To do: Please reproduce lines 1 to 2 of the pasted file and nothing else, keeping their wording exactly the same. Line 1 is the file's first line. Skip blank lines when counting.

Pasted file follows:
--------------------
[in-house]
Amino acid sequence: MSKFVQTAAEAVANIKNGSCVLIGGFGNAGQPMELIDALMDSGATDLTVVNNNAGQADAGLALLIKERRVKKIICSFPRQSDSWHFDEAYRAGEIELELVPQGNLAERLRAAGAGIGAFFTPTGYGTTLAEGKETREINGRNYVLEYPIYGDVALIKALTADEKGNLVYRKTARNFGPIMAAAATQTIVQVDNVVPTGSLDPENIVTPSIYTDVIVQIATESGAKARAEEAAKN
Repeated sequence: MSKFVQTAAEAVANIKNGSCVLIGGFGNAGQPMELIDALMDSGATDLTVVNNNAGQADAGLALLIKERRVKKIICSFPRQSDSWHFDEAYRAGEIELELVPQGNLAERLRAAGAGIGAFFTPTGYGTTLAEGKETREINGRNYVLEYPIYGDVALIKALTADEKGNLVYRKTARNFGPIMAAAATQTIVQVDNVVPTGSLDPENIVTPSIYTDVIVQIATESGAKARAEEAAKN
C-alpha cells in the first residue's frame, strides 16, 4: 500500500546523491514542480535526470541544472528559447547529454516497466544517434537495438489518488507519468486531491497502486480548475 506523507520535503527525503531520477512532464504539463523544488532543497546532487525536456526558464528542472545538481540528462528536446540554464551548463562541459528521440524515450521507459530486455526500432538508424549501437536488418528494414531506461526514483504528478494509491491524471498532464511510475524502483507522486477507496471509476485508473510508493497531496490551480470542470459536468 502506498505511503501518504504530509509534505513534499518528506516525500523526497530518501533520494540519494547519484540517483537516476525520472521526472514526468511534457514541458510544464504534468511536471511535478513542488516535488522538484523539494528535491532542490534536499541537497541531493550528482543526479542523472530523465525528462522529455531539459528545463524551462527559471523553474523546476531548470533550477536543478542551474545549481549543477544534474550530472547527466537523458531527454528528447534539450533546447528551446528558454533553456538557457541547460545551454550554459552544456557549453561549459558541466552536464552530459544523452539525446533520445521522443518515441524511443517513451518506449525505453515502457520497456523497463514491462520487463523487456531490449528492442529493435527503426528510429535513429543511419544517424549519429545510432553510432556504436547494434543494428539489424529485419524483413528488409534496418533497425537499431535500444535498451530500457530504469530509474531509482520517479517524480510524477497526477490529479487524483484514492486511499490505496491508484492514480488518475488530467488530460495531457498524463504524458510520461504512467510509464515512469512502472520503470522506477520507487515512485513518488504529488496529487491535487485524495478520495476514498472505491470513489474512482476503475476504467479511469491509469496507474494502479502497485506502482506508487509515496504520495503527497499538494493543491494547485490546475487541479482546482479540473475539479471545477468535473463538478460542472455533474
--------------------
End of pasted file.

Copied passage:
[in-house]
Amino acid sequence: MSKFVQTAAEAVANIKNGSCVLIGGFGNAGQPMELIDALMDSGATDLTVVNNNAGQADAGLALLIKERRVKKIICSFPRQSDSWHFDEAYRAGEIELELVPQGNLAERLRAAGAGIGAFFTPTGYGTTLAEGKETREINGRNYVLEYPIYGDVALIKALTADEKGNLVYRKTARNFGPIMAAAATQTIVQVDNVVPTGSLDPENIVTPSIYTDVIVQIATESGAKARAEEAAKN